A group of senior Morgan Stanley managing directors, each with an average 25 years at the bank, has broken away to form their own advisory boutique in a move that underscores the difficulties large securities firms are facing in dealing with clients, staff and regulators.
The new boutique – Dean Bradley Osborne or DBO Partners – plans to hire aggressively, not only from Morgan Stanley but from other Wall Street banks.
“There is huge dissatisfaction on Wall Street,” said Gordon Dean, a DBO director and former vice-chairman of Morgan Stanley. The firm takes its name from its directors who come from Morgan Stanley’s US west coast operations, also including Mark Bradley and Nick Osborne.
DBO, like other advisory firms such as Lazard and Greenhill, hopes to take business away from Wall Street banks that are vulnerable to conflicts of interest concerns when they offer high-paying equity and debt financing services at the same time as providing an advisory role.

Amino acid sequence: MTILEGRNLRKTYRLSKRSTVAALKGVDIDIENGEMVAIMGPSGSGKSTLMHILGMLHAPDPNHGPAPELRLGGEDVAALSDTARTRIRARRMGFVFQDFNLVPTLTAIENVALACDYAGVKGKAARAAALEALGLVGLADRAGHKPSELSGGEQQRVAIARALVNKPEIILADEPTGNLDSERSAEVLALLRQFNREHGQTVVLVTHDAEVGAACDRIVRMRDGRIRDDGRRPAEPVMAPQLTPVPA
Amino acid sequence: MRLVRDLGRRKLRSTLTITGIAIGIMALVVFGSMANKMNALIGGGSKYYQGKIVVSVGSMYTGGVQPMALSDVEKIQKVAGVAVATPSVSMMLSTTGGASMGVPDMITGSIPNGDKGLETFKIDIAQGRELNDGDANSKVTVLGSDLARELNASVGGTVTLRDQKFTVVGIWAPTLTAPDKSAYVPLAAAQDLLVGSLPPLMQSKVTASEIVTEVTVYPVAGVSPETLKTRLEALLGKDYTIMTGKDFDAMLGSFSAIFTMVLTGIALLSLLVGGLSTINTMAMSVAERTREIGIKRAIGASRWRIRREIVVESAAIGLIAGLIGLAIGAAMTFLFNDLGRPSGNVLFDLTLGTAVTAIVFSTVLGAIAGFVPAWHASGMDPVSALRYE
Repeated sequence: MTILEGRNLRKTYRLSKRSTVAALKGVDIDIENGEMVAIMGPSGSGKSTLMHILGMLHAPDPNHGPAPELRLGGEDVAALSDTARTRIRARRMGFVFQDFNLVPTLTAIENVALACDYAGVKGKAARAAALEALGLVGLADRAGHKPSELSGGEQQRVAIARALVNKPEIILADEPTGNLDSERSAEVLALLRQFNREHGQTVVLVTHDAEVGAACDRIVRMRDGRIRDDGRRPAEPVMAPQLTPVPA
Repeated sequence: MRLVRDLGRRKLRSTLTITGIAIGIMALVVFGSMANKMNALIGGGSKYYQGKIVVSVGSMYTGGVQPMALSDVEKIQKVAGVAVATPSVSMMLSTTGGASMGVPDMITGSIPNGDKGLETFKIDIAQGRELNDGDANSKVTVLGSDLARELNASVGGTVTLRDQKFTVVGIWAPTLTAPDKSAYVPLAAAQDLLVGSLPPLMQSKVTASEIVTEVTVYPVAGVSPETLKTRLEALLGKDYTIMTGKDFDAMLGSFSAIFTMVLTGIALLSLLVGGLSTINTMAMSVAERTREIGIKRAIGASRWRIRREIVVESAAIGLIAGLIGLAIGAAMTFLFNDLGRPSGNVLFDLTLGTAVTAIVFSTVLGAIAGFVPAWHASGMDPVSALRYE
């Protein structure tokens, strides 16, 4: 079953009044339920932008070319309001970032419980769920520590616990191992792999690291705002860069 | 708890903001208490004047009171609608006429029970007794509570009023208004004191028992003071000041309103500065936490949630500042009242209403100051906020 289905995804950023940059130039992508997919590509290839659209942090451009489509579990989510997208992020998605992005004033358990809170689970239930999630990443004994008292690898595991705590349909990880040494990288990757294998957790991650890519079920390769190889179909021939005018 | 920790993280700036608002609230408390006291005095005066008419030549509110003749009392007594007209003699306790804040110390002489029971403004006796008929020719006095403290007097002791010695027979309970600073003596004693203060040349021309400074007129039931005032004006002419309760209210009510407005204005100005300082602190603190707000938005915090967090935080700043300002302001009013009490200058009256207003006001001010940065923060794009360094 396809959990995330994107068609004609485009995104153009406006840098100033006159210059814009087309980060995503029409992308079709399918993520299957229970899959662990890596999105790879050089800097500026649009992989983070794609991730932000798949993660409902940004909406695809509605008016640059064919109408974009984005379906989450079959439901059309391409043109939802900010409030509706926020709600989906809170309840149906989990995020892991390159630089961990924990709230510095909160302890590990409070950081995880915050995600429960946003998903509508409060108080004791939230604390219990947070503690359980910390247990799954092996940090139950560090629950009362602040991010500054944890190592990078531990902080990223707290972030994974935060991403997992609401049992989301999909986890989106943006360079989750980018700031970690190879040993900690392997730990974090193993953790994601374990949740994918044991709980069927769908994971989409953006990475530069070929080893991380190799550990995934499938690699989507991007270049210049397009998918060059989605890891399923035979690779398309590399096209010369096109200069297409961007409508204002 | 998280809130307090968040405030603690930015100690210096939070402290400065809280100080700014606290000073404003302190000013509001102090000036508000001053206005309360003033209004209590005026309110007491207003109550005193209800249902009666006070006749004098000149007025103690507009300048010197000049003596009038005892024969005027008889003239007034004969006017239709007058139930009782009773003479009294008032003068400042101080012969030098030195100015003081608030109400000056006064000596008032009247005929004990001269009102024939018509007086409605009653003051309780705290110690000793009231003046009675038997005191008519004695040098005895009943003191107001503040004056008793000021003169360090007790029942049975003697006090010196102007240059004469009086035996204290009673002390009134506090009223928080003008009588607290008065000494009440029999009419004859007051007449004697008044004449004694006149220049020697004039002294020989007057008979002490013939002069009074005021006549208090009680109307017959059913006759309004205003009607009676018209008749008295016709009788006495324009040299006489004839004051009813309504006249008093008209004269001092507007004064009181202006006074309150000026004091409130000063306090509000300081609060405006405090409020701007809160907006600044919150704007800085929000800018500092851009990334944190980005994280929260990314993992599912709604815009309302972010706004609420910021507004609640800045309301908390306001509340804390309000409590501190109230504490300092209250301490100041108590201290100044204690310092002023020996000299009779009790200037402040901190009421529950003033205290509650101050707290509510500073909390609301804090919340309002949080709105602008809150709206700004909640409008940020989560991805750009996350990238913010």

“We will be what Wall Street was 30 years ago, before investment banking became less important and highly leveraged trading more important,” says Mr. Bradley, former global head of financial sponsors at Morgan Stanley. “Clients have learnt to trust individuals more than the institutions.”
Among those joining the group is Rob Bernier who until recently was with the New York office of CVC, the London-based private equity group. “Having been a client of Wall Street for the last 15 years we always worried about the independence of the advice we received,” Mr. Bernier said.
DBO received its first mandate when it was appointed as adviser to San Francisco-based URS, an engineering and construction consultancy, that this week agreed to buy Flint Energy Services, the Canadian oilfield services provider, for C$1.25bn (US$1.25bn).
Other mandates are being discussed, according to DBO directors.
Jim Coulter, co-founder of TPG, said DBO’s founders would “bring great expertise to their clients”.
“In this complicated M&A and advisory market there is a place for both full service and boutique firms,” Mr Coulter added.
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